In this image made available by FILA News Bureau, International Olympic Committee President Jacques Rogge, right, shakes hands with the acting head of wrestling's world governing body Nenad Lalovic at the IOC headquarters in in Lausanne Switzerland Thursday March 7, 2013. Lolovic met with IOC President Jacques Rogge and promised the sport would work hard in its fight to retain Olympic status. (AP Photo/FILA News Bureau)
LONDON (AP) — Kicked out of the Olympics and desperately trying to get back in, wrestling hopes a wardrobe change will wow those set to rule on the sport's fate.
The acting head of wrestling's governing body said Friday the federation is negotiating with manufacturers to produce a new singlet — the skimpy sleeveless T-shirt worn by competitors — that will reduce sweat and look different for Greco-Roman and freestyle events.
It's a sign of how far the sport is ready to go to regain its spot in the Olympics after being cut from the 2020 Games last month by the IOC executive board.
"I want to change the singlets to modernize them," acting FILA president Nenad Lalovic told The Associated Press. "Sweat is really a problem for the wrestlers. By the end of the match they cannot make grabs, especially for the Greco-Roman.
"Also that will help to distinguish immediately the Greco-Roman wrestler from the freestyle wrestler."
Currently, Olympic wrestlers in both disciplines wear either red or blue one-piece singlets.
Lalovic said FILA is also working on proposals to include women and active athletes on its decision-making body and make changes to competition formats and venues.
"We want to find something that will make our sport much more watchable and understandable," Lalovic said. "We want spectators who come to the wrestling hall for the first time to know the rules by the end of the day."
The changes, which would take effect in 2014, will be voted on at an extraordinary FILA congress in Moscow on May 18 — just 10 days before the IOC executive board meets in St. Petersburg, Russia, to discuss the program for the 2020 Games.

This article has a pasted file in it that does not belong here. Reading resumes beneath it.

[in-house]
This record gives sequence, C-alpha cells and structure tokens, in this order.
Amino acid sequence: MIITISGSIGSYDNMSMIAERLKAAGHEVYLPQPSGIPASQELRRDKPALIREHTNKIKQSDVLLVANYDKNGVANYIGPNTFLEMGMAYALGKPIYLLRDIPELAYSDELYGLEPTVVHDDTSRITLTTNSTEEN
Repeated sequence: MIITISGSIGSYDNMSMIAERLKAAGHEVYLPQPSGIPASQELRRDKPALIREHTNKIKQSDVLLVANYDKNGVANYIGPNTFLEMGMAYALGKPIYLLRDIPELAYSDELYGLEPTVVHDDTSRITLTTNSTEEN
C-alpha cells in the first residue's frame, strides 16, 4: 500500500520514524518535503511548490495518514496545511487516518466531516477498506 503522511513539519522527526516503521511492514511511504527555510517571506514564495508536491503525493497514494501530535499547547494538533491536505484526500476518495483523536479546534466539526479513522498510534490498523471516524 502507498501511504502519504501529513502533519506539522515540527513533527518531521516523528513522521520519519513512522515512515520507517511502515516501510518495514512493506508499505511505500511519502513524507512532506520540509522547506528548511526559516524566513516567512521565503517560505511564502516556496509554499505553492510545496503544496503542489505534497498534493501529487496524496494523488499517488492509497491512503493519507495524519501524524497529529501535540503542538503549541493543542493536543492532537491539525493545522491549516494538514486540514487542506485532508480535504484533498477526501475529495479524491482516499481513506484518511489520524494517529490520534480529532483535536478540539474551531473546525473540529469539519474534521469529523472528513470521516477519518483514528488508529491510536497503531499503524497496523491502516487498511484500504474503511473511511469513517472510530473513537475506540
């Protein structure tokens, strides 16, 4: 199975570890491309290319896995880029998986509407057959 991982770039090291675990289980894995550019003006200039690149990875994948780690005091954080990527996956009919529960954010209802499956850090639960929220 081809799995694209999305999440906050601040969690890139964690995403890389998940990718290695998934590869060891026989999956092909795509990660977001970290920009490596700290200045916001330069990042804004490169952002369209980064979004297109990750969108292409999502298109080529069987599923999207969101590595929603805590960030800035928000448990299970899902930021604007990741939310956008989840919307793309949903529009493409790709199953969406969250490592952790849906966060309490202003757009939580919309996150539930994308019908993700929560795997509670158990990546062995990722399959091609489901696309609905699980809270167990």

"We have to make changes to modernize our sport," the Serbian official said in a telephone interview after chairing a FILA meeting in Vevey, Switzerland. "We have to show that something has changed and that we can implement it."
As part of the campaign, FILA is planning a "World Wrestling Day" on May 24 with national bodies organizing wrestling exhibitions and other events to promote the sport.
FILA had originally planned to hold the congress in Turkey, but that was considered a possible conflict of interest because Istanbul is bidding for the 2020 Olympics.
"We have to be impartial," said Lalovic, who plans to run for the FILA presidency at the Moscow meeting.
Russia, a traditional wrestling powerhouse and homeland of the great Alexander Karelin, has been among the most active countries fighting for the sport's Olympic future. Lalovic said the Russian government will help organize and finance the congress.
Lalovic took over FILA on an interim basis after Raphael Martinetti resigned as president within days of the IOC decision to remove wrestling after the 2016 Games in Rio de Janeiro.
He said he spoke to Martinetti this week and the Swiss official told him he would not be a candidate at the May meeting. Lalovic said he doesn't know if he will face any challengers or be unopposed to finish the presidential mandate until 2014.
At the IOC meeting in St. Petersburg, May 29-31, the board will hear presentations from wrestling and seven other sports competing for one spot on the 2020 program. Those sports include a combined baseball-softball bid, roller sports, sport climbing, squash, wakeboarding, and the martial arts of karate and wushu.
The board could select a short list of three sports to submit to the full IOC assembly, which will make the final decision at its session in Buenos Aires, Argentina, in September.
Lalovic met with federation leaders a day after talks with IOC President Jacques Rogge, who told him the sport will need to earn its place on the program.
"The other competitors started two years ago," Lalovic said. "We have to run fast and act fast. They have had much more time to prepare. But I think we have stronger arguments and I believe we will be ready to make our case."
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